Heckuva job on that toxic plume, y'all

Here is what I would do if I were the governor. I would march down to the office of my secretary of the Department of Environmental Protection and start kicking him square in the butt.

"Ow, governor!" DEP Secretary Michael W. Sole would exclaim, trying to protect the region in question from my gubernatorial brogans. "Why are you kicking me in the butt? Please stop!"

But I would just kick him in the pants again and say, "Not until you fix this toxic chemical plume in my hometown of St. Petersburg! Your department has been dillydallying about it like a bunch of $#%$%s forever!"

Then I would hand DEP Secretary Michael W. Sole a bucket and a shovel and tell him to get down to St. Petersburg, and not to bother coming back until it was fixed. And by "fixed," I would not mean, "Scheduled to receive another report."

Okay, my little fantasy is finished now. This is not going to happen.

Here, instead, is what is going to happen with the toxic chemical plume that we now know to be on the move, making its way through underground western St. Petersburg, migrating toward Boca Ciega Bay:

Nothing.

By "nothing," I mean that the DEP has ordered the property owner, the Raytheon Co., to … to … to swing into action by turning in another report by the end of this month.

And then if the DEP doesn't like the report, it will really crack down, and … and … give the company another 90 days.

This is after more than a decade and a half in which the state has kept its thumb jammed up its own, uh, bureaucracy. For good measure, the Pinellas County government and the city of St. Petersburg learned about it along the way too, yet nobody ever thought to tell, you know, the residents.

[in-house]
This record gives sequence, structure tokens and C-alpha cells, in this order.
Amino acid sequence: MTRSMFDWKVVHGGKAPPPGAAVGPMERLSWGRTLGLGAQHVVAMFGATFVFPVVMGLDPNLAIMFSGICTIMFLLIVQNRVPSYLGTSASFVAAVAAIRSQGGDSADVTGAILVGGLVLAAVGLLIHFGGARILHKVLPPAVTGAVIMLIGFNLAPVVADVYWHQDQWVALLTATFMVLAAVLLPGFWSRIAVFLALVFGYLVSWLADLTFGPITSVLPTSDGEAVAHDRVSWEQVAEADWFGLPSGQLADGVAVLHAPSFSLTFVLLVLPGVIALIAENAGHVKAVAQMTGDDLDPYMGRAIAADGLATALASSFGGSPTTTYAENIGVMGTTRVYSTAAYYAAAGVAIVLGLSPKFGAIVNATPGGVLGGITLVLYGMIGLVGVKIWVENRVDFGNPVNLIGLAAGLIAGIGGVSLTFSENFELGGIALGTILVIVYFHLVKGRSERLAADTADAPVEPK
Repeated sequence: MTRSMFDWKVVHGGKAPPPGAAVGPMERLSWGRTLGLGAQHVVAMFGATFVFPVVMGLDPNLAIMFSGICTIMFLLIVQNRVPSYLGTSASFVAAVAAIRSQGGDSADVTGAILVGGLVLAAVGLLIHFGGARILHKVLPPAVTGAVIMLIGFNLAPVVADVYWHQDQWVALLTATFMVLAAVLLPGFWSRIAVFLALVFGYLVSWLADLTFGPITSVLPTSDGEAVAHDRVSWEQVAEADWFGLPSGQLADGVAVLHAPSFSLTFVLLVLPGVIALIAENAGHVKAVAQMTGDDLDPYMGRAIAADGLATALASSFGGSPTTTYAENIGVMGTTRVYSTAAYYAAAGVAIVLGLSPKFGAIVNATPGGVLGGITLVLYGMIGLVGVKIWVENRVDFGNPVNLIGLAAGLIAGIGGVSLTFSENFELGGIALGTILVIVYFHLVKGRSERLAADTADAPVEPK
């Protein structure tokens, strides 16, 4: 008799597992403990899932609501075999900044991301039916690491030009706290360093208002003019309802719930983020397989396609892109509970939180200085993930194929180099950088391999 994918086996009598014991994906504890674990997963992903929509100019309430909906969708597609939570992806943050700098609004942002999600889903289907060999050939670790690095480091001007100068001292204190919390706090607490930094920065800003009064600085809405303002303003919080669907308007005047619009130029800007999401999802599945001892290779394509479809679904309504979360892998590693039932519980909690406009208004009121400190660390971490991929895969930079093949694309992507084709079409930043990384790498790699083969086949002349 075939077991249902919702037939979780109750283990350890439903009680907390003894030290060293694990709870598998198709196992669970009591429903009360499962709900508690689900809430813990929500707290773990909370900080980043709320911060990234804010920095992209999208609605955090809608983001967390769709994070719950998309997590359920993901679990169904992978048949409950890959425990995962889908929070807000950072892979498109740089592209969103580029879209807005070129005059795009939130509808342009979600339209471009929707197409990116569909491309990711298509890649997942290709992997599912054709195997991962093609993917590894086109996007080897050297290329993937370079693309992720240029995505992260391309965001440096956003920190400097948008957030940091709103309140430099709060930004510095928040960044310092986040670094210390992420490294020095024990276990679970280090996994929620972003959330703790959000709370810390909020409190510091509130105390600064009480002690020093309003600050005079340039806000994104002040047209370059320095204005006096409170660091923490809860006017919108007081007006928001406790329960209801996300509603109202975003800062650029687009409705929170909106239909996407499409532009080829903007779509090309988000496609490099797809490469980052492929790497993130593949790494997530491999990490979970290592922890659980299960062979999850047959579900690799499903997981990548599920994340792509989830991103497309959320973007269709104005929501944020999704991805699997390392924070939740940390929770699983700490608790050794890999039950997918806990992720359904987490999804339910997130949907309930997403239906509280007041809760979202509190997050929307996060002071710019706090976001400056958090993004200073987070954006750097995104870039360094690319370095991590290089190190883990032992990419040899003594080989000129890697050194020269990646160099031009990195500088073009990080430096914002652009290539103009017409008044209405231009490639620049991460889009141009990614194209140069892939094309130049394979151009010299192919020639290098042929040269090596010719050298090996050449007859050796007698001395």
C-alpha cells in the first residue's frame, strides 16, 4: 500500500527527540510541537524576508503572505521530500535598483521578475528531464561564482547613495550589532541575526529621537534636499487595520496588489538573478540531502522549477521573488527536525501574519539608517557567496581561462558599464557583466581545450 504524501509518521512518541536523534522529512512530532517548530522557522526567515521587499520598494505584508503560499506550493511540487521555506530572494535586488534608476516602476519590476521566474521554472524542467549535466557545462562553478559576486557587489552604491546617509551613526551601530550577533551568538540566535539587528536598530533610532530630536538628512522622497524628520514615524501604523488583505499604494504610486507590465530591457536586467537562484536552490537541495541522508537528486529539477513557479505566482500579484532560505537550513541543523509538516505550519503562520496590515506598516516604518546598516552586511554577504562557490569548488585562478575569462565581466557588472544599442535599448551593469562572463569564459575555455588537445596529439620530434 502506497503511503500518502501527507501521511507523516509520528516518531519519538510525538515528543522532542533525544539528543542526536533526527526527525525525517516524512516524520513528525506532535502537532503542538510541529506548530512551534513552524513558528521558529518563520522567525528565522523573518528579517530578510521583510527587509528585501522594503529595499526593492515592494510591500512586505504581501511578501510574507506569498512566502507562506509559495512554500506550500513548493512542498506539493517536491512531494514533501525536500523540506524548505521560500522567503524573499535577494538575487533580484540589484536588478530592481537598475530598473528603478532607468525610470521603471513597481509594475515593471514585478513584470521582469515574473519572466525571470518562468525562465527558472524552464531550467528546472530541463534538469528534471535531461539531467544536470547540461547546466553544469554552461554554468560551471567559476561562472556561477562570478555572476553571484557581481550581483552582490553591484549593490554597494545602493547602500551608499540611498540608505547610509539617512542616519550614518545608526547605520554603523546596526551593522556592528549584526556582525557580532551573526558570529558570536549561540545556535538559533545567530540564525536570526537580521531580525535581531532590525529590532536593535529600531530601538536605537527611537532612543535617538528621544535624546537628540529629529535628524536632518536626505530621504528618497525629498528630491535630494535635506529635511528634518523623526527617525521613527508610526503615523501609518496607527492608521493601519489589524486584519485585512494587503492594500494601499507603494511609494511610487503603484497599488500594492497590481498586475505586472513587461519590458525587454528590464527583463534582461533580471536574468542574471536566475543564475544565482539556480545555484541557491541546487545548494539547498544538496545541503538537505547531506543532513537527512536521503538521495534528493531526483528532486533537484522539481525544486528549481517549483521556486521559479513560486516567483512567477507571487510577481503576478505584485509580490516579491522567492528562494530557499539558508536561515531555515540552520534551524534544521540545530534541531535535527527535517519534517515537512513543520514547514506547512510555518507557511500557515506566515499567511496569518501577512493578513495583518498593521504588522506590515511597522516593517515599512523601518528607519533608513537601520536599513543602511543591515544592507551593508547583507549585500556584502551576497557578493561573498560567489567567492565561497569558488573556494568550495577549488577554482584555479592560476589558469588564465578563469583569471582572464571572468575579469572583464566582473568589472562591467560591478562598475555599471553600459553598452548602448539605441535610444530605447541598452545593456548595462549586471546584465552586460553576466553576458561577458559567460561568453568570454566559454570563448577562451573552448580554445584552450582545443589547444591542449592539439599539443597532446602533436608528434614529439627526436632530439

At no time was this "fine," but it REALLY stopped being fine in recent years, once the stuff decided to go on a little chemo-walkabout, showing up in various monitoring wells, not to mention the private irrigation wells of some of the folks who live in the Azalea area, southwest of Tyrone Square Mall.

Nice area. Lots of trees. Raytheon itself is a good-looking place, kind of office-parky. There's a beautiful city park right across 72nd Street from the company's site, with a playground, and ballfields, and a Little League building. Most of the homes affected lie among the blocks just south of the park.

Raytheon is not the original source of this stuff, but it bought the site at 1501 72nd St. N from a company called E-Systems.

To boil down the statements of recent weeks and months from Raytheon and the DEP:

(1) There is no danger to the public health because it isn't in the drinking water.

(2) Don't worry, we are filling out all the necessary reports.

As for the chemicals not being in the drinking water, I am not sure that is the only yardstick. Some of the scientist-types quoted are warning the residents against, you know, rolling around in the stuff.

I would kind of like to see DEP Secretary Michael W. Sole and his staff dancing around in the irrigation spray of the affected wells.

"Don't worry, Mr. Secretary!" I would chirp reassuringly. "The plume consists mostly of vinyl chloride, dioxane and trichloroethylene, but you're gonna be okay as long as you don't drink it!"

Heckuva job on that toxic plume, y'all 05/14/08 [Last modified: Monday, May 19, 2008 2:22pm]

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